It’s also stressful for nurses caring for people with secondary breast cancer, she says, both clinically and in the wider support networks offered by BCC. ‘When you’re reading about new drugs in the paper every day, you get patients, family and friends wanting to know if there’s a cure – it raises expectations,’ she says.

‘It’s difficult for me to comment on NICE decisions. Kadcyla is an interesting drug and for some people it can extend life by months, and that can be precious. But the NHS is in a difficult position, so it’s not easy.’

Having worked as a nurse in the NHS for 14 years, Ms Rawson believes that support from colleagues in the multidisciplinary team, along with clinical supervision, help clinicians to help their patients in challenging times. As NHS finances continue to tighten, there are bound to be more of these ahead, she says.

Petition

The NICE decision sparked immediate action from campaigners, including the research charity Breast Cancer Now (BCN), which launched a petition calling on NICE and Roche to work out a deal that gives women access to the drug. More than 115,000 people signed the petition, which was presented at the end of January.

BCN chief executive Baroness Delyth Morgan points out that the drug is currently available in 18 other countries, including France, Germany, Australia and Canada.

‘There are very few treatment options for secondary breast cancer patients as it is, and we cannot let a drug as good as Kadcyla pass England by. We’ve been overwhelmed by the support from the public in a very short time,’ she says.

The NICE decision spurred Ms Heath into action. She spoke to childhood friend Siobhain McDonagh, Labour MP for Mitcham and Morden, who was able to secure a debate in the House of Commons on 26 January, which was attended by Ms Heath and other women affected by secondary breast cancer.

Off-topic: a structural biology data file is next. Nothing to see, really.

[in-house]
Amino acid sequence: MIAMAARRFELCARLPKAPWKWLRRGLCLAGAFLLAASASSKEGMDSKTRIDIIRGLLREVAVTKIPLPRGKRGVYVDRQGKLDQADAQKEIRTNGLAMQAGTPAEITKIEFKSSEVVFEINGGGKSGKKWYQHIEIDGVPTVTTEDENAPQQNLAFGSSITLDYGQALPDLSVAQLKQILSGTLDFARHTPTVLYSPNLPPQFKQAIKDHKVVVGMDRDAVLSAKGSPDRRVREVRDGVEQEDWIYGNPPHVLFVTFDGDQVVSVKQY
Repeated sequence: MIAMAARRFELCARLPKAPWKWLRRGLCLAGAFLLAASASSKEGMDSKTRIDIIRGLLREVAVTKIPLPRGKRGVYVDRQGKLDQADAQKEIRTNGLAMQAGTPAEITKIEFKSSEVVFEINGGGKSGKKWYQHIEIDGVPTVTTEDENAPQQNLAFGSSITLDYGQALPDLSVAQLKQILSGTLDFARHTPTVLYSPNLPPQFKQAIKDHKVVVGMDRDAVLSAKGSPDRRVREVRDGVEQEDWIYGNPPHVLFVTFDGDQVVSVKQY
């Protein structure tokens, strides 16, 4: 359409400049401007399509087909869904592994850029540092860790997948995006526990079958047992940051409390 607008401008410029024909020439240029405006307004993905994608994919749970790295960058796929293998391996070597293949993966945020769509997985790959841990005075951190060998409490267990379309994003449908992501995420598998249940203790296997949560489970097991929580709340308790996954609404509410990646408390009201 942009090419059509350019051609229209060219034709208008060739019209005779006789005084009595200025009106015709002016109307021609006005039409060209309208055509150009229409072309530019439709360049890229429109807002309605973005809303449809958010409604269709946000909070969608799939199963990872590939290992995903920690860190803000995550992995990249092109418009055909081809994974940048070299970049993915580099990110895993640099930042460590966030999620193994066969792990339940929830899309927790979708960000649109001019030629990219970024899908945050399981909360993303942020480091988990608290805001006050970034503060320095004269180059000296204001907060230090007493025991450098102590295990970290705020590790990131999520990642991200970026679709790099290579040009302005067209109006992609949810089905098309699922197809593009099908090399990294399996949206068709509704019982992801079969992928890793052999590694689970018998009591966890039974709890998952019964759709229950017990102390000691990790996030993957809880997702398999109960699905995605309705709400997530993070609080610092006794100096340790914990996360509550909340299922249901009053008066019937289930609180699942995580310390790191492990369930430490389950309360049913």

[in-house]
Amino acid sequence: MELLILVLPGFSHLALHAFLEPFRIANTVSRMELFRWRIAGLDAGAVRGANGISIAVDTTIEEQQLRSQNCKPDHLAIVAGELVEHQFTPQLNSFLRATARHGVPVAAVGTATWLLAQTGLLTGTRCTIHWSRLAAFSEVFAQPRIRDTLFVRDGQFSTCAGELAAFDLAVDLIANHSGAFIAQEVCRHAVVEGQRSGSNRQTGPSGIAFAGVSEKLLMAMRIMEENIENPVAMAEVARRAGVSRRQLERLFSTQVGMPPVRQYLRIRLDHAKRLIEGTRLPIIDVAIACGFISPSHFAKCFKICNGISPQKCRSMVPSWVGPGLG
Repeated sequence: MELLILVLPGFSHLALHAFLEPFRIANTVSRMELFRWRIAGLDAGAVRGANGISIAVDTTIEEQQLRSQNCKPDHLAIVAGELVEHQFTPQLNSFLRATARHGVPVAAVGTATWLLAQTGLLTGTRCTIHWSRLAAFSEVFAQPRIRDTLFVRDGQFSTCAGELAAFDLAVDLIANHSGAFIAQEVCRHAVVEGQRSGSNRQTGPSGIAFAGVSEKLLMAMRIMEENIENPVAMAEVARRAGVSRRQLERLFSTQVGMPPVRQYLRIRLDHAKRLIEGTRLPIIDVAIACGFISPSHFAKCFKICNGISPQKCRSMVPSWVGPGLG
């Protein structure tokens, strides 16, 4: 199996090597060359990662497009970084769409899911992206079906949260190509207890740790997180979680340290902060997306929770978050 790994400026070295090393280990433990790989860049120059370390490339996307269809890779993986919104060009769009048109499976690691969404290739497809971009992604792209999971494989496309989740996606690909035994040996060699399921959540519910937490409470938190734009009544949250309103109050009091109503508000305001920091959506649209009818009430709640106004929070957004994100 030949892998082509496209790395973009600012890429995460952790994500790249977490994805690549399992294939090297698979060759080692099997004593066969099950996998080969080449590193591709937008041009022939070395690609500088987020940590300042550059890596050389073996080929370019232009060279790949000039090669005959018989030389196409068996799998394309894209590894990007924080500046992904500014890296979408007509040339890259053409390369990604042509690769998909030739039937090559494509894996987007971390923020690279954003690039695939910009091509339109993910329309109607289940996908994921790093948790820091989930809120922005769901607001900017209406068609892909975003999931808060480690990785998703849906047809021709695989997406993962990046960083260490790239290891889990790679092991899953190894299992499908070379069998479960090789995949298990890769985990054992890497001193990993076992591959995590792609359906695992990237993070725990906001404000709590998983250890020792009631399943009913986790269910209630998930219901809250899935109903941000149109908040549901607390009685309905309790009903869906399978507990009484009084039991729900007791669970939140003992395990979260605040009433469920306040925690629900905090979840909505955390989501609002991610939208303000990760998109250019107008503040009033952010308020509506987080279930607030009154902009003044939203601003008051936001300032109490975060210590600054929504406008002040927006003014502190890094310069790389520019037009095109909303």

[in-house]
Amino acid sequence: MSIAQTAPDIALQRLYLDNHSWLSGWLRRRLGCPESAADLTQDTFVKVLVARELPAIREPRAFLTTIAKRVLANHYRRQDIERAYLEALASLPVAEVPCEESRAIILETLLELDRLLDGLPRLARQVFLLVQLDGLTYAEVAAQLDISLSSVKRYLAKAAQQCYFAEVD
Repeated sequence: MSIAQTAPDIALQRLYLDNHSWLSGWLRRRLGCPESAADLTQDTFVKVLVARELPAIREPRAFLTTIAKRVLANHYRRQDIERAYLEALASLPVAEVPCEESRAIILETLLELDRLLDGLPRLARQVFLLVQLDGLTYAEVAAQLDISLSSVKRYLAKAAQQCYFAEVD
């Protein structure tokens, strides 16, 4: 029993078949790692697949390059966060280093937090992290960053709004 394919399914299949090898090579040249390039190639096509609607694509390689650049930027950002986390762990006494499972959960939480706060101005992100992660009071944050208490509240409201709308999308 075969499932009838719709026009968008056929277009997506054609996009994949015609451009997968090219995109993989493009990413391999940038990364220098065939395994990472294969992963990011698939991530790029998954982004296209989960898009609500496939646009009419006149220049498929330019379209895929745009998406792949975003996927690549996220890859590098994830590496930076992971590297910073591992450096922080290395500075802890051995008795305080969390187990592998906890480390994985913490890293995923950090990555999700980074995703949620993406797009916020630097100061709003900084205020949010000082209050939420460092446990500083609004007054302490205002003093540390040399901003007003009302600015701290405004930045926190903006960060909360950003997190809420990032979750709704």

Like with like

The financial travails of the NHS are well-documented, and Ms McDonagh acknowledges that the health budget isn’t a bottomless pit. ‘NICE has an incredibly tough job to do, and I do know that we have to draw the line somewhere,’ she says. ‘But the problem is that we don’t draw a straight line. We need to be sure that the system that NICE uses is consistent and well understood.’

Ms McDonagh and Ms Heath would like to see a change to the way NICE makes decisions, with more emphasis on quality of life. Ms Heath says that it is considerably easier to function and have a good quality of life on Kadcyla than on traditional aggressive chemotherapy, and she has done both.

They would also like policymakers to compare like with like when making decisions on whether to fund drugs. Kadcyla was compared to a drug that isn’t available on the NHS.

Meanwhile, Ms Heath would love to take a break from Kadcyla, which suppresses the immune system and involves a gruelling treatment every three weeks. Stopping the drug for a while would, of course, save the NHS money, but it’s not a risk she’s prepared to take. ‘If I came off it, and my tumour came back – which it would – then I wouldn’t be allowed to go back on it, so I have to stay on it.’

For her, and for other women with secondary breast cancer, the drug brings hope for the future. ‘One woman has been 14 years on Kadcyla,’ she says. ‘The thought that I could live that long is wonderful.’

About Kadcyla 
  • Kadcyla (trastuzumab emtansine) is licensed to treat HER2-positive breast cancer that has spread to other parts of the body, cannot be surgically removed and has stopped responding to initial treatment.
  • At full price, the drug costs £90,000 per patient per year, and around 1,200 people would be eligible for treatment, NICE estimates.
  • Last year the NICE appraisal committee considered data that showed that people taking Kadcyla could live nine months longer than those taking the alternative, lapatinib plus capecitabine.
  • Even with a patient access scheme, in which the NHS would pay for the first 14 months of treatment and manufacturer Roche would cover the cost after that, NICE’s draft guidance concluded that the cost was too high in relation to benefits for routine commissioning.
  • NICE is expected to announce its decision in March.
  • The Scottish Medicines Consortium is also expected to review whether to recommend Kadcyla for routine use in the NHS in Scotland, with a decision expected in April.

 


Jennifer Trueland is a freelance health writer